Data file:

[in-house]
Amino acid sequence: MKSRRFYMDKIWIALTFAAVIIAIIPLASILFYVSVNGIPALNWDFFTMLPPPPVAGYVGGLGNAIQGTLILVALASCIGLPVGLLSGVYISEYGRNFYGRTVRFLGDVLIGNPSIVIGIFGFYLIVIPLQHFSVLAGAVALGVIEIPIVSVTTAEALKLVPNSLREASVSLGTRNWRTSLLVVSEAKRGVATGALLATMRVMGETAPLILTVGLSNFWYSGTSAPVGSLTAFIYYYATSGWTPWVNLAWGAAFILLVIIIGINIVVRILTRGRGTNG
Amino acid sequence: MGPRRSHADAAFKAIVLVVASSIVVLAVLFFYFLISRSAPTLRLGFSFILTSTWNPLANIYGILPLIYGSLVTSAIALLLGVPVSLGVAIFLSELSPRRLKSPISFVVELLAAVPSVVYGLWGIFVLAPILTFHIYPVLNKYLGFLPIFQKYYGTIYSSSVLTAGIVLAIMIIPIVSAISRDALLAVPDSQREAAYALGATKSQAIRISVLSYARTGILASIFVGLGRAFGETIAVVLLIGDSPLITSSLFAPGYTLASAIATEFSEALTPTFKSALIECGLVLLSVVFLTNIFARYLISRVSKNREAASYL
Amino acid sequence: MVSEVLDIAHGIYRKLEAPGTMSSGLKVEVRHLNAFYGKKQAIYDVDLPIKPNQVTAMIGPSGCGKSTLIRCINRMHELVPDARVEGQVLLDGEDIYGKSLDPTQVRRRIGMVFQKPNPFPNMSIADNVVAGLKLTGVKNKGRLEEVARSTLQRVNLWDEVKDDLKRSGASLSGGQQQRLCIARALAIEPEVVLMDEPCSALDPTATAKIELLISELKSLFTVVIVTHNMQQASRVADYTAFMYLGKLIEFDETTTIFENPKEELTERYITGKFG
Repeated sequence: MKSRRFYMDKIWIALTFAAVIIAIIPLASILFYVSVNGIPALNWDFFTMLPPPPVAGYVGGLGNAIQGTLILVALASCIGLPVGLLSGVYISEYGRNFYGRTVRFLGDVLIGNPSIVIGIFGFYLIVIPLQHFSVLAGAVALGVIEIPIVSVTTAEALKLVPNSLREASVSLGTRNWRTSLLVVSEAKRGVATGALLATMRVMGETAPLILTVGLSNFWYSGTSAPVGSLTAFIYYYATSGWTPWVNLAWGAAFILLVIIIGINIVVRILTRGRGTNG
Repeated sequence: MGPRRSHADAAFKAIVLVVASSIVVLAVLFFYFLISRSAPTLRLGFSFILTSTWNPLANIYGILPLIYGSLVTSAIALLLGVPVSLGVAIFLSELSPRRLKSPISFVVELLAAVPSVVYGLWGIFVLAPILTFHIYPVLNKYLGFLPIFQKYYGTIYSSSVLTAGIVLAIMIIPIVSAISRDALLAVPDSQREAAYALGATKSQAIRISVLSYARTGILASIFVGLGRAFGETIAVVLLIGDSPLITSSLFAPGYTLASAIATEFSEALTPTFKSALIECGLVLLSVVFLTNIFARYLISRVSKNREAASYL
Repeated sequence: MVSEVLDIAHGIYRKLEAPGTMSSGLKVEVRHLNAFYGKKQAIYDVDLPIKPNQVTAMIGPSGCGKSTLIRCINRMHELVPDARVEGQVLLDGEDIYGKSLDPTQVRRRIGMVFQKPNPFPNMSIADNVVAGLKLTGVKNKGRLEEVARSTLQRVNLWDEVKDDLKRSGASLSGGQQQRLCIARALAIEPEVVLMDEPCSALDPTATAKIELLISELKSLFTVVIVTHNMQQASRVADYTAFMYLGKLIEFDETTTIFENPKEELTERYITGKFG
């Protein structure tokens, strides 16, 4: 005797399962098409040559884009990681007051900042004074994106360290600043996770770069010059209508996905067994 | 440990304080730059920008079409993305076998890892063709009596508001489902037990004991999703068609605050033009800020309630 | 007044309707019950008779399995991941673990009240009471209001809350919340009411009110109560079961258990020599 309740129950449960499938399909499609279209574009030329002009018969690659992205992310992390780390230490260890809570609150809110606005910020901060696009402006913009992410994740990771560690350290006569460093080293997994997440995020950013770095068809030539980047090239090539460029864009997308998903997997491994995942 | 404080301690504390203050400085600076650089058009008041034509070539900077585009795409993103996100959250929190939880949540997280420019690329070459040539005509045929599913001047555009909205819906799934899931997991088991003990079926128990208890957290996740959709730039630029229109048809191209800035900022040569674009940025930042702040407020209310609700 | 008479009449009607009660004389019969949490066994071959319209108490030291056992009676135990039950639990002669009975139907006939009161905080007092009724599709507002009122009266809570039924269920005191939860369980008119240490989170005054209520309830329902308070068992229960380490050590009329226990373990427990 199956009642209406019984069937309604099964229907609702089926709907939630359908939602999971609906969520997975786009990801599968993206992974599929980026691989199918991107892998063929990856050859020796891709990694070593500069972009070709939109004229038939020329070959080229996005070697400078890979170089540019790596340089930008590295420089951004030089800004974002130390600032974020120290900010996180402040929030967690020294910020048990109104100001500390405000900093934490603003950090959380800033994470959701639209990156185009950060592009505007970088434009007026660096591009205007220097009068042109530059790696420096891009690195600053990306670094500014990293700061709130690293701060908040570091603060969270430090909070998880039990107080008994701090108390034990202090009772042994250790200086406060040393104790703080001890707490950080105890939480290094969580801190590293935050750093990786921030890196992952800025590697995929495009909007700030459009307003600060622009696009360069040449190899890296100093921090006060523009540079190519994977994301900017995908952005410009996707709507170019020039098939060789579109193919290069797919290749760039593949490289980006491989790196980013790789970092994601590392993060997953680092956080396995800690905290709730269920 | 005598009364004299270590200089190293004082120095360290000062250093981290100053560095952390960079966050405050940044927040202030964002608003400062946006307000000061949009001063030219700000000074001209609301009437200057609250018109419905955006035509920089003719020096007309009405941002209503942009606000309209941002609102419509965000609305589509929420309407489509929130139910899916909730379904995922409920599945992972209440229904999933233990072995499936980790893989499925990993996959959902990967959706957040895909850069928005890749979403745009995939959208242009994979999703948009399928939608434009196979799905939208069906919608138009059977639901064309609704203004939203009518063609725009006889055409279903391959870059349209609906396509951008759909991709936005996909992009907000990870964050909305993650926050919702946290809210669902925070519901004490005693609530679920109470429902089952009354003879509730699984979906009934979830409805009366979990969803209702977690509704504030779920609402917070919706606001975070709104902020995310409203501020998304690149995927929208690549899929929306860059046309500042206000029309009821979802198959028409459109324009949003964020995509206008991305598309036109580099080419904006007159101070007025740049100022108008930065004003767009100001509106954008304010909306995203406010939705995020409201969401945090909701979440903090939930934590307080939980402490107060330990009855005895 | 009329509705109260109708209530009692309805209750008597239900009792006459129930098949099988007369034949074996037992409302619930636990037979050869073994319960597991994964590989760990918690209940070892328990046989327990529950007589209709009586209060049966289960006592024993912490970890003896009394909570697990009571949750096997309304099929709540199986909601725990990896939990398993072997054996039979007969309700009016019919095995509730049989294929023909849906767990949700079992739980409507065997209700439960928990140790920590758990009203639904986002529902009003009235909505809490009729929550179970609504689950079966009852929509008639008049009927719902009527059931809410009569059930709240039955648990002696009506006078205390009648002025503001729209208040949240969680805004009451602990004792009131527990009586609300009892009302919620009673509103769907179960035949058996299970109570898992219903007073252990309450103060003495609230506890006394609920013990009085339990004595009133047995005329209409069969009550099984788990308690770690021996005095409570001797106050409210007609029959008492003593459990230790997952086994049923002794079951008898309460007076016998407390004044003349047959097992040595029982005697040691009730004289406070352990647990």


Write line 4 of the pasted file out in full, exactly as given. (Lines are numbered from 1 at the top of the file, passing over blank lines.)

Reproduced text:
Amino acid sequence: MVSEVLDIAHGIYRKLEAPGTMSSGLKVEVRHLNAFYGKKQAIYDVDLPIKPNQVTAMIGPSGCGKSTLIRCINRMHELVPDARVEGQVLLDGEDIYGKSLDPTQVRRRIGMVFQKPNPFPNMSIADNVVAGLKLTGVKNKGRLEEVARSTLQRVNLWDEVKDDLKRSGASLSGGQQQRLCIARALAIEPEVVLMDEPCSALDPTATAKIELLISELKSLFTVVIVTHNMQQASRVADYTAFMYLGKLIEFDETTTIFENPKEELTERYITGKFG